The Value of Robots.txt: What is it and how does it help my SEO?
Robots.txt is a text file you put on your site to inform search robots which pages you would like them not to visit. Robots.txt is by no means mandatory for search engines however usually search engines obey what they are asked not to do.
If webmasters may tell the search engine spiders to skip pages that they do not believe significant enough to be crawled, then they have a better opportunity to have their most costly pages featured in the search engine results pages. The robots.txt file is an easy method of fundamentally easing the procedure for the spiders to return the most relevant search results.
The location of robots.txt is very vital. It must be in the main directory because otherwise user agents (search engines) will not be capable to search it – they do not search the whole site for a file named robots.txt. Instead, they search first in the main directory (like http://mydomain.com/robots.txt) as well as if they don’t find it there, they basically assume that this site does not have a robots.txt file as well as therefore they index everything they find along the way. So, if you don’t put robots.txt in the right place, do not be astonished that search engines index your whole site.
Why do you need robots.txt?
Robots.txt files control crawler to particular areas of your site. While this can be very dangerous if you accidentally disallow Googlebot from crawling your entire site, there are some situations in which a robots.txt file may be very handy.
Some common utilize cases include:
- Preventing duplicate content from appearing in SERPs (note that meta robots is often a superior choice for this)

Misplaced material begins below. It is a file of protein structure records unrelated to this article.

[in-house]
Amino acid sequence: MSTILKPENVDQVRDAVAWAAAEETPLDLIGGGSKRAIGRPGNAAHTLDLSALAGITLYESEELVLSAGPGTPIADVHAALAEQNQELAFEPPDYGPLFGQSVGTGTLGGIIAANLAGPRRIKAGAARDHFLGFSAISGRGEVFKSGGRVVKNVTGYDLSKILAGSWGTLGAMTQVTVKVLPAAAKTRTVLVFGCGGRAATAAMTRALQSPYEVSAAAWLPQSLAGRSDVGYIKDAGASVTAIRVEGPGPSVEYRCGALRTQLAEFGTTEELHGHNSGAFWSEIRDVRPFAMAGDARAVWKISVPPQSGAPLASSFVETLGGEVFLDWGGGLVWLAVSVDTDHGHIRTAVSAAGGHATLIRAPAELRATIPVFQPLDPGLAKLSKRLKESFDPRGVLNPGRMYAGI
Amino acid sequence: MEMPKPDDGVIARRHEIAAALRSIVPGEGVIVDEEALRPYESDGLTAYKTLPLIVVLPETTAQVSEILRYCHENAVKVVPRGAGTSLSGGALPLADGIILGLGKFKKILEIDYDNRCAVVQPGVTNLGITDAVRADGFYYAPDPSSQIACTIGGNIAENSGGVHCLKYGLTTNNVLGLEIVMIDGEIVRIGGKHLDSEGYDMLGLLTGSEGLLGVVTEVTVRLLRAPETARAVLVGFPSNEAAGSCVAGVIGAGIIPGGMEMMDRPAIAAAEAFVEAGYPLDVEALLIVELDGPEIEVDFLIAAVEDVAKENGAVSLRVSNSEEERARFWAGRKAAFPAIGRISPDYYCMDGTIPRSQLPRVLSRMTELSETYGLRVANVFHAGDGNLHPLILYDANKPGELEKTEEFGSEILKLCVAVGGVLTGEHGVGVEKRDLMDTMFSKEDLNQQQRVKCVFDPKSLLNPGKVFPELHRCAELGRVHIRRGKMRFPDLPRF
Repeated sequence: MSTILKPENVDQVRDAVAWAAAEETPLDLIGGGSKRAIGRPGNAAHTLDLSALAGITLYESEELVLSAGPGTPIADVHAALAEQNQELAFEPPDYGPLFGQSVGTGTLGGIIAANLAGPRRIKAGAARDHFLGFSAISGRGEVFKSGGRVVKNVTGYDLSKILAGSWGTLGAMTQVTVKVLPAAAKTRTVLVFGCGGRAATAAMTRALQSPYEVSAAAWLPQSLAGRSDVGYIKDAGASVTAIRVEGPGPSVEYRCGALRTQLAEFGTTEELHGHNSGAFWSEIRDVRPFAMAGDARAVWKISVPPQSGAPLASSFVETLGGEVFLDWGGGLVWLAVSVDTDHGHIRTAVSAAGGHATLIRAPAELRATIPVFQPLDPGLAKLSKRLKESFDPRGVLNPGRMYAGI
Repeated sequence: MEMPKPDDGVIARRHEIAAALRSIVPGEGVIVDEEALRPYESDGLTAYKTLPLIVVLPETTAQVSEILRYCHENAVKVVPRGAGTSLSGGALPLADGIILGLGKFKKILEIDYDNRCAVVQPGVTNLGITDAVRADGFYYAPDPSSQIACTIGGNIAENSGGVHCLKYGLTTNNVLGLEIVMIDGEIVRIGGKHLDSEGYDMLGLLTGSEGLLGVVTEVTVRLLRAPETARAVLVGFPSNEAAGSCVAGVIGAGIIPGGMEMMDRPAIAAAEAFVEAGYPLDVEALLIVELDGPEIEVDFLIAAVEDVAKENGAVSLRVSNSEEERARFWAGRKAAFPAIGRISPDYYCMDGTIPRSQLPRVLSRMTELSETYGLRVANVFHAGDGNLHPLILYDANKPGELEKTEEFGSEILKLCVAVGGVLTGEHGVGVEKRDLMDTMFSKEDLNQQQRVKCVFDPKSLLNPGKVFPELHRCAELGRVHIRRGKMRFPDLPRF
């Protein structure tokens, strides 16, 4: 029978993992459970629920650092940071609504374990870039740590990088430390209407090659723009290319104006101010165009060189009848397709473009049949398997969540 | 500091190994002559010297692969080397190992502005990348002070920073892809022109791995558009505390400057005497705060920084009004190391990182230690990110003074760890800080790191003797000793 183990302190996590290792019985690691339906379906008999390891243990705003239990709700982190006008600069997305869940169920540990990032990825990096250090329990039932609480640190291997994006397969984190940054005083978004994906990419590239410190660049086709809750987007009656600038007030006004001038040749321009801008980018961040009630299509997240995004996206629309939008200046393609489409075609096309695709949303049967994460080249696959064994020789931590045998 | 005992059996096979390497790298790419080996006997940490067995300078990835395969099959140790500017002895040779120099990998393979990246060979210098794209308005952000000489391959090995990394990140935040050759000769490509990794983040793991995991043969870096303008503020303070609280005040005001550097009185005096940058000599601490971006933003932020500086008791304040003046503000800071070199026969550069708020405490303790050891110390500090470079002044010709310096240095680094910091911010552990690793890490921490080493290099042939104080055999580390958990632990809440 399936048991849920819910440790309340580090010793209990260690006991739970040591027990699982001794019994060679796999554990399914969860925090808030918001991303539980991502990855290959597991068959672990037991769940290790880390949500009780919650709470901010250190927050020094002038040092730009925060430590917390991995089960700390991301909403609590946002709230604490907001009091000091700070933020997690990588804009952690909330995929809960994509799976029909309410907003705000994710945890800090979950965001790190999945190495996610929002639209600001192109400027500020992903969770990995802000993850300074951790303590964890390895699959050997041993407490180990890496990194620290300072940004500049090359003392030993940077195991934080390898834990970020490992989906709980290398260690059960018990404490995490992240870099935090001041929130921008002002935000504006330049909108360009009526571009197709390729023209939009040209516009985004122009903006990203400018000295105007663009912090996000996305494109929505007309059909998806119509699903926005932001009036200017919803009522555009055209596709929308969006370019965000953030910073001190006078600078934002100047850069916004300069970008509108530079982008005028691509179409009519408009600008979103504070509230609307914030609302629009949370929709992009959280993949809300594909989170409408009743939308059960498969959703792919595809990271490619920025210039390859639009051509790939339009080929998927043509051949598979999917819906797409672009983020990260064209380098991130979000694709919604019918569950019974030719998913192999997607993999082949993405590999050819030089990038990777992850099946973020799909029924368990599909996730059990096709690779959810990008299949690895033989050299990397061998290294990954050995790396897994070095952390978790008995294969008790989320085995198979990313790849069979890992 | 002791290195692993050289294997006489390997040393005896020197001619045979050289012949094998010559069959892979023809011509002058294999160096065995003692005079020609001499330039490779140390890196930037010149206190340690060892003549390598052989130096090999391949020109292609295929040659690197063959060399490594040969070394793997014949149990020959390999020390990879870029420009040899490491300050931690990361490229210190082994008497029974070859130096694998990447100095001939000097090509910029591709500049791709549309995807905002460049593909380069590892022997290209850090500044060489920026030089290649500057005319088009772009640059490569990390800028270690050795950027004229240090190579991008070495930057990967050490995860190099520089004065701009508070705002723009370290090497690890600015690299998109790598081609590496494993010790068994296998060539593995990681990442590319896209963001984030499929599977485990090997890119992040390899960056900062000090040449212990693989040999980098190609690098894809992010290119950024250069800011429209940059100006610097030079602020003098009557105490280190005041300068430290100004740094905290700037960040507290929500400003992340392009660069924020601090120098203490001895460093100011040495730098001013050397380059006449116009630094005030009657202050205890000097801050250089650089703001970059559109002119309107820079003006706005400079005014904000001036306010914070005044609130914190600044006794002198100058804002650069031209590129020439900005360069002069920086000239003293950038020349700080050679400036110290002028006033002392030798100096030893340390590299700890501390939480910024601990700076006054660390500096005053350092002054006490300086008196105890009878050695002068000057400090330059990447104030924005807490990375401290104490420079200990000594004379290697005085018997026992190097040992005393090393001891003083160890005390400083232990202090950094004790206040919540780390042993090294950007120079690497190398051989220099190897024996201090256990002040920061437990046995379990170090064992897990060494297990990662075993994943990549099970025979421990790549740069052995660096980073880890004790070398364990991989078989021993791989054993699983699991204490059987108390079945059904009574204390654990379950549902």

- Keeping entire sections of a website private (for instance, your engineering team’s staging site)
- Staying internal search results pages from showing up on a public SERP
- Specifying the location of sitemap.
- Preventing search engines from indexing sure files on your website (images, PDFs, etc.)
- Specifying a crawl delay in order to stop your servers from being overloaded while crawlers load several pieces of content at once
- If there are no areas on your site to which you want to control user-agent access, you might not require a robots.txt file at all.
How does it work?
Before a search engine crawls your site, it will look at your robots.txt file as instructions on where they are allowed to crawl (visit) and index (save) on the search engine results.
Robots.txt files are useful:
- If you want search engines to ignore any duplicate pages on your website
- If you don’t want search engines to index your internal search results pages
- If you don’t want search engines to index certain areas of your website or a whole website
- If you don’t want search engines to index certain files on your website (images, PDFs, etc.)
If you wish to tell search engines where your sitemap is located